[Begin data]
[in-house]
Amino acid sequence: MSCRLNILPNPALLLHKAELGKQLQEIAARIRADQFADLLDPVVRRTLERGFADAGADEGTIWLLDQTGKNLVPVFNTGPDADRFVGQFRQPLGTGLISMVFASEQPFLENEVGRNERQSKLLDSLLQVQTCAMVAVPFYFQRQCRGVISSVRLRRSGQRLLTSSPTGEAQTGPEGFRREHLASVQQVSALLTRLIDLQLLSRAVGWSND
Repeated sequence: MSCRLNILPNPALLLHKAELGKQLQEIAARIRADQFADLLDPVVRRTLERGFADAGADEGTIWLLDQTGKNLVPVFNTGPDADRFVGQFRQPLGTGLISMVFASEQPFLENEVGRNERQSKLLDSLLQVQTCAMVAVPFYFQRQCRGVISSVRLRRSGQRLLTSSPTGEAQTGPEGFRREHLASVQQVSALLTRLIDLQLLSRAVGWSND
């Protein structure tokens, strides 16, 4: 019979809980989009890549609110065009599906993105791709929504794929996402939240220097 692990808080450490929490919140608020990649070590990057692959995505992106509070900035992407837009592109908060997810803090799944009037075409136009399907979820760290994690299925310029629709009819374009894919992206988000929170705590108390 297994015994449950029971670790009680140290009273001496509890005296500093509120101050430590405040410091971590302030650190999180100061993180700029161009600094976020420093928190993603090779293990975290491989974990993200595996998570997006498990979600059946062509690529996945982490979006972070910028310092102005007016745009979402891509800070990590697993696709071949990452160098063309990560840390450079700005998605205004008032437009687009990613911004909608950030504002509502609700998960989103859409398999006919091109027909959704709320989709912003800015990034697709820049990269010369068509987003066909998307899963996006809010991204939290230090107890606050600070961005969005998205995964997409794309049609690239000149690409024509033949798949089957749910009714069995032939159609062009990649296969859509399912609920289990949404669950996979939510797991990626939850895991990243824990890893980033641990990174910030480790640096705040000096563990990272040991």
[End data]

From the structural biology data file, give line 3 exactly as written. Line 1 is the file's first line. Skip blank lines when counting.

Repeated sequence: MSCRLNILPNPALLLHKAELGKQLQEIAARIRADQFADLLDPVVRRTLERGFADAGADEGTIWLLDQTGKNLVPVFNTGPDADRFVGQFRQPLGTGLISMVFASEQPFLENEVGRNERQSKLLDSLLQVQTCAMVAVPFYFQRQCRGVISSVRLRRSGQRLLTSSPTGEAQTGPEGFRREHLASVQQVSALLTRLIDLQLLSRAVGWSND